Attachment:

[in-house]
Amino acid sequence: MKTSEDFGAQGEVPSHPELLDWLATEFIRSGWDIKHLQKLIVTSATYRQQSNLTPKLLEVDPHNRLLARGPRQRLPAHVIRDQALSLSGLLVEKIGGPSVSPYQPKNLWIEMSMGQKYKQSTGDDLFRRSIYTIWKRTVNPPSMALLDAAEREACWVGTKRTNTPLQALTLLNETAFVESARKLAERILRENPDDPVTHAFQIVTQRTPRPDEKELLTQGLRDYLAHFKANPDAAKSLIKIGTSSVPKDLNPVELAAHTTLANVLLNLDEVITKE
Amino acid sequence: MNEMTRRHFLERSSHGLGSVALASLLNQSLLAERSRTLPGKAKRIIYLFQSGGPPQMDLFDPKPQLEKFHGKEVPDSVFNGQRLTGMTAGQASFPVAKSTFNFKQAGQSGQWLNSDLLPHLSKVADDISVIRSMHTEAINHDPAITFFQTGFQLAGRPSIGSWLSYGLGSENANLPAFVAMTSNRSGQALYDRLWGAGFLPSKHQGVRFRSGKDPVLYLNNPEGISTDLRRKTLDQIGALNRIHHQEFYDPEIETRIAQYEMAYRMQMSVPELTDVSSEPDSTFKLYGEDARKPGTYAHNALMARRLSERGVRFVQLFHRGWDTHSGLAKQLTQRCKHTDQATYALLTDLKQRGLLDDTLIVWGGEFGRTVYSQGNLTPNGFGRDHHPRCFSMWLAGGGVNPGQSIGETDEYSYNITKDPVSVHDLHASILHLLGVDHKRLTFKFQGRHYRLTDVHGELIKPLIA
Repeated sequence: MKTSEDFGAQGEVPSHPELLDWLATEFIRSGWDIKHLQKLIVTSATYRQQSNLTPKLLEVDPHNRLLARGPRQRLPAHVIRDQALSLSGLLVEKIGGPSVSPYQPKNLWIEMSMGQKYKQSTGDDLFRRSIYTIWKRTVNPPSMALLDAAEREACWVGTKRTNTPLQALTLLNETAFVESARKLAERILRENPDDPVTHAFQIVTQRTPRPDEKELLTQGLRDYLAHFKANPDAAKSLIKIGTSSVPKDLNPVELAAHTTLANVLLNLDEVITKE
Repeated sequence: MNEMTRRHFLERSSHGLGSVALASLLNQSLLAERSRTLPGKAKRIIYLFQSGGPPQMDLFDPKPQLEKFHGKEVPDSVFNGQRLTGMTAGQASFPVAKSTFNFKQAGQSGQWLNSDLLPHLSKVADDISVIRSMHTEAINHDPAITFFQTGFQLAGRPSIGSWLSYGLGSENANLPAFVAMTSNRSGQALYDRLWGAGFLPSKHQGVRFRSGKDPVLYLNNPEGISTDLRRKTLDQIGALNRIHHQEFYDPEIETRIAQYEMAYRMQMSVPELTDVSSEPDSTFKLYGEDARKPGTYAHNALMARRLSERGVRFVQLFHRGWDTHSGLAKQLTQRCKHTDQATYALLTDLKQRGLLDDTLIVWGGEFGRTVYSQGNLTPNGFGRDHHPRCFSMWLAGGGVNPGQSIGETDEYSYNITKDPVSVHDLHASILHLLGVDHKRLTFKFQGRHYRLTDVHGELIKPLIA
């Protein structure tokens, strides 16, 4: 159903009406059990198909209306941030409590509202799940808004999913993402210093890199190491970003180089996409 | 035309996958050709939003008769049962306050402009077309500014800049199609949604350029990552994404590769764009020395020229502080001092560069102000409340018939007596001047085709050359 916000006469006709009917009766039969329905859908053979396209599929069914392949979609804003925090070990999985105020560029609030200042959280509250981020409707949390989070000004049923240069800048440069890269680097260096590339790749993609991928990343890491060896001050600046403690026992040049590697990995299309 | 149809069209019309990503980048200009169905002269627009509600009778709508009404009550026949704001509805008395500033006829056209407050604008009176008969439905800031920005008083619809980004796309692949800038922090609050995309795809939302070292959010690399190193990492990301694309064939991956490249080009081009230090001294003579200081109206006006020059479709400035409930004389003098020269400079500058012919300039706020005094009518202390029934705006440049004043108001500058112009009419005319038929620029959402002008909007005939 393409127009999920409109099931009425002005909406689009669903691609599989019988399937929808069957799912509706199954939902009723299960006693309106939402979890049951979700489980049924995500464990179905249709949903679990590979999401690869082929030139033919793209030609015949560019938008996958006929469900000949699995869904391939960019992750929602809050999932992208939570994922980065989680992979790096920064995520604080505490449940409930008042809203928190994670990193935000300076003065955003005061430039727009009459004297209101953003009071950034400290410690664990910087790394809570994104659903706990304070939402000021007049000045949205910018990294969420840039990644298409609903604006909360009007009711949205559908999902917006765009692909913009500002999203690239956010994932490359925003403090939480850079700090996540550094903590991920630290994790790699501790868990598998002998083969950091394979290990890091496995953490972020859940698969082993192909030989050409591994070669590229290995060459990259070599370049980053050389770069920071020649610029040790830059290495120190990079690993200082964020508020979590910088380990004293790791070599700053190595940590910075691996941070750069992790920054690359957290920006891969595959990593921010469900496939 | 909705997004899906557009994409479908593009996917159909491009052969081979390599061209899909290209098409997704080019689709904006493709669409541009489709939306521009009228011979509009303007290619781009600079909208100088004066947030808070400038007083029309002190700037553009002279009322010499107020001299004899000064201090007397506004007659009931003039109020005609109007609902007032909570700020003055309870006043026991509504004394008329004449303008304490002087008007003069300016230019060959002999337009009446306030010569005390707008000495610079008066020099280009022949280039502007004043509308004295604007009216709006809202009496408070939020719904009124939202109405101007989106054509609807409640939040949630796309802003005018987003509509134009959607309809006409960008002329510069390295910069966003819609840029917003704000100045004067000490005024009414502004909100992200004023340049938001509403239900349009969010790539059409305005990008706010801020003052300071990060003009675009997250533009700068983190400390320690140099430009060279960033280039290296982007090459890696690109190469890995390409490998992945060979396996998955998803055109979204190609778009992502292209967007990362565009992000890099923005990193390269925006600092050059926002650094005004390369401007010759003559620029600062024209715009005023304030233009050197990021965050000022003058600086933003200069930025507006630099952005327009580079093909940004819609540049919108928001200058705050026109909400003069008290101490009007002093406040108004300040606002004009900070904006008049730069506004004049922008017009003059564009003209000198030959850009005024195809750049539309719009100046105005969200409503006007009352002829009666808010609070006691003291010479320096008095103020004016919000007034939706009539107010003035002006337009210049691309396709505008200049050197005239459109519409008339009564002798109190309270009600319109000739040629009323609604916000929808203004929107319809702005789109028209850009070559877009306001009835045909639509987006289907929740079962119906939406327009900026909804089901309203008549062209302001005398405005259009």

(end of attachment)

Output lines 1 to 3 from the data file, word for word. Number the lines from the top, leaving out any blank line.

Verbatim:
[in-house]
Amino acid sequence: MKTSEDFGAQGEVPSHPELLDWLATEFIRSGWDIKHLQKLIVTSATYRQQSNLTPKLLEVDPHNRLLARGPRQRLPAHVIRDQALSLSGLLVEKIGGPSVSPYQPKNLWIEMSMGQKYKQSTGDDLFRRSIYTIWKRTVNPPSMALLDAAEREACWVGTKRTNTPLQALTLLNETAFVESARKLAERILRENPDDPVTHAFQIVTQRTPRPDEKELLTQGLRDYLAHFKANPDAAKSLIKIGTSSVPKDLNPVELAAHTTLANVLLNLDEVITKE
Amino acid sequence: MNEMTRRHFLERSSHGLGSVALASLLNQSLLAERSRTLPGKAKRIIYLFQSGGPPQMDLFDPKPQLEKFHGKEVPDSVFNGQRLTGMTAGQASFPVAKSTFNFKQAGQSGQWLNSDLLPHLSKVADDISVIRSMHTEAINHDPAITFFQTGFQLAGRPSIGSWLSYGLGSENANLPAFVAMTSNRSGQALYDRLWGAGFLPSKHQGVRFRSGKDPVLYLNNPEGISTDLRRKTLDQIGALNRIHHQEFYDPEIETRIAQYEMAYRMQMSVPELTDVSSEPDSTFKLYGEDARKPGTYAHNALMARRLSERGVRFVQLFHRGWDTHSGLAKQLTQRCKHTDQATYALLTDLKQRGLLDDTLIVWGGEFGRTVYSQGNLTPNGFGRDHHPRCFSMWLAGGGVNPGQSIGETDEYSYNITKDPVSVHDLHASILHLLGVDHKRLTFKFQGRHYRLTDVHGELIKPLIA